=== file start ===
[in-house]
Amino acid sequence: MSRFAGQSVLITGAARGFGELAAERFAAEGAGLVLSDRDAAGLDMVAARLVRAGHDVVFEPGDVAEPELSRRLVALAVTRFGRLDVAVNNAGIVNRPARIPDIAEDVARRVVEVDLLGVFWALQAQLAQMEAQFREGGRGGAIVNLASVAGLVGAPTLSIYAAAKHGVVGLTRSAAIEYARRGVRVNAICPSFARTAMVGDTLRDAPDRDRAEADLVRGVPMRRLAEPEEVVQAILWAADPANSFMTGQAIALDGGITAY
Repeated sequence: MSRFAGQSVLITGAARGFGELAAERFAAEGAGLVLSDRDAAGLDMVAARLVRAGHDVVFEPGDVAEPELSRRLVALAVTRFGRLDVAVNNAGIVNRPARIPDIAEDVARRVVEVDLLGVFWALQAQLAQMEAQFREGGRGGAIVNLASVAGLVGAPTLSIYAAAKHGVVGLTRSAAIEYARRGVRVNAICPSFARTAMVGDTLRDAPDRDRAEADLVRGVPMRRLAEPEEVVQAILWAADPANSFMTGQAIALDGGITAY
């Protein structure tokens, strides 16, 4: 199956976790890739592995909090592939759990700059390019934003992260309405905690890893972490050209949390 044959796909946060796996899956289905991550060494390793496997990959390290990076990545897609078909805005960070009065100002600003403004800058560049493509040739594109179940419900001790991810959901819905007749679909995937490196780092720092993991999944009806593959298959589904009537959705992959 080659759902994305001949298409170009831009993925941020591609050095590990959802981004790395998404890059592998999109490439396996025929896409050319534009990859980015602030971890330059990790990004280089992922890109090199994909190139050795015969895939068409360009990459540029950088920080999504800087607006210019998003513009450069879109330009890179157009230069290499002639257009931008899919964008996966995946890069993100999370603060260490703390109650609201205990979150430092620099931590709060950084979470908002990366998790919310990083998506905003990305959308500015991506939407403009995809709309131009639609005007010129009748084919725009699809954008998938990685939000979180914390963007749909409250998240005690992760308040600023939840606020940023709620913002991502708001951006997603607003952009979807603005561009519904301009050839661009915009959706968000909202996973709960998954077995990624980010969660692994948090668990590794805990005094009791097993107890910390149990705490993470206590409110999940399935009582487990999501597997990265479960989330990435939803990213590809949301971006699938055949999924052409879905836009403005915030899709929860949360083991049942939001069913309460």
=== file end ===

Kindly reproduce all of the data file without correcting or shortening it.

[in-house]
Amino acid sequence: MSRFAGQSVLITGAARGFGELAAERFAAEGAGLVLSDRDAAGLDMVAARLVRAGHDVVFEPGDVAEPELSRRLVALAVTRFGRLDVAVNNAGIVNRPARIPDIAEDVARRVVEVDLLGVFWALQAQLAQMEAQFREGGRGGAIVNLASVAGLVGAPTLSIYAAAKHGVVGLTRSAAIEYARRGVRVNAICPSFARTAMVGDTLRDAPDRDRAEADLVRGVPMRRLAEPEEVVQAILWAADPANSFMTGQAIALDGGITAY
Repeated sequence: MSRFAGQSVLITGAARGFGELAAERFAAEGAGLVLSDRDAAGLDMVAARLVRAGHDVVFEPGDVAEPELSRRLVALAVTRFGRLDVAVNNAGIVNRPARIPDIAEDVARRVVEVDLLGVFWALQAQLAQMEAQFREGGRGGAIVNLASVAGLVGAPTLSIYAAAKHGVVGLTRSAAIEYARRGVRVNAICPSFARTAMVGDTLRDAPDRDRAEADLVRGVPMRRLAEPEEVVQAILWAADPANSFMTGQAIALDGGITAY
């Protein structure tokens, strides 16, 4: 199956976790890739592995909090592939759990700059390019934003992260309405905690890893972490050209949390 044959796909946060796996899956289905991550060494390793496997990959390290990076990545897609078909805005960070009065100002600003403004800058560049493509040739594109179940419900001790991810959901819905007749679909995937490196780092720092993991999944009806593959298959589904009537959705992959 080659759902994305001949298409170009831009993925941020591609050095590990959802981004790395998404890059592998999109490439396996025929896409050319534009990859980015602030971890330059990790990004280089992922890109090199994909190139050795015969895939068409360009990459540029950088920080999504800087607006210019998003513009450069879109330009890179157009230069290499002639257009931008899919964008996966995946890069993100999370603060260490703390109650609201205990979150430092620099931590709060950084979470908002990366998790919310990083998506905003990305959308500015991506939407403009995809709309131009639609005007010129009748084919725009699809954008998938990685939000979180914390963007749909409250998240005690992760308040600023939840606020940023709620913002991502708001951006997603607003952009979807603005561009519904301009050839661009915009959706968000909202996973709960998954077995990624980010969660692994948090668990590794805990005094009791097993107890910390149990705490993470206590409110999940399935009582487990999501597997990265479960989330990435939803990213590809949301971006699938055949999924052409879905836009403005915030899709929860949360083991049942939001069913309460």